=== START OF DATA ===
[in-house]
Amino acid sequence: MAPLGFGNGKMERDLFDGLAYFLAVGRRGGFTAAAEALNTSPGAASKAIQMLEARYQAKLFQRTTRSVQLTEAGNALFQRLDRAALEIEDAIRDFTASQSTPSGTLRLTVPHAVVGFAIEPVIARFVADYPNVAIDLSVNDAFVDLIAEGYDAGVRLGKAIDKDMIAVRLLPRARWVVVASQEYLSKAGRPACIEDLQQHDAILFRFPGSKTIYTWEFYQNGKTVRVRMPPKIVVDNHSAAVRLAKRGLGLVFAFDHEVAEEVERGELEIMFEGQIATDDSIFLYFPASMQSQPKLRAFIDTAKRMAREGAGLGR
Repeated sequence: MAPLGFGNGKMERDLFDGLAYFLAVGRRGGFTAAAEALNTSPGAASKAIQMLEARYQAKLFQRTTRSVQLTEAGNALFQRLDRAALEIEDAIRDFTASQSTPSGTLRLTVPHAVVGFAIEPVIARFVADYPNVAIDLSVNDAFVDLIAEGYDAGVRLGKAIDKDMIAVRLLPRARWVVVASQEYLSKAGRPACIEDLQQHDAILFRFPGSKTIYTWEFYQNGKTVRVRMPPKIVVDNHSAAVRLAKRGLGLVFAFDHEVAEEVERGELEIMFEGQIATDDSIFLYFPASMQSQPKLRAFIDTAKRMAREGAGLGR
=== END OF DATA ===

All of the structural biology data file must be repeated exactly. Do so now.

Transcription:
[in-house]
Amino acid sequence: MAPLGFGNGKMERDLFDGLAYFLAVGRRGGFTAAAEALNTSPGAASKAIQMLEARYQAKLFQRTTRSVQLTEAGNALFQRLDRAALEIEDAIRDFTASQSTPSGTLRLTVPHAVVGFAIEPVIARFVADYPNVAIDLSVNDAFVDLIAEGYDAGVRLGKAIDKDMIAVRLLPRARWVVVASQEYLSKAGRPACIEDLQQHDAILFRFPGSKTIYTWEFYQNGKTVRVRMPPKIVVDNHSAAVRLAKRGLGLVFAFDHEVAEEVERGELEIMFEGQIATDDSIFLYFPASMQSQPKLRAFIDTAKRMAREGAGLGR
Repeated sequence: MAPLGFGNGKMERDLFDGLAYFLAVGRRGGFTAAAEALNTSPGAASKAIQMLEARYQAKLFQRTTRSVQLTEAGNALFQRLDRAALEIEDAIRDFTASQSTPSGTLRLTVPHAVVGFAIEPVIARFVADYPNVAIDLSVNDAFVDLIAEGYDAGVRLGKAIDKDMIAVRLLPRARWVVVASQEYLSKAGRPACIEDLQQHDAILFRFPGSKTIYTWEFYQNGKTVRVRMPPKIVVDNHSAAVRLAKRGLGLVFAFDHEVAEEVERGELEIMFEGQIATDDSIFLYFPASMQSQPKLRAFIDTAKRMAREGAGLGR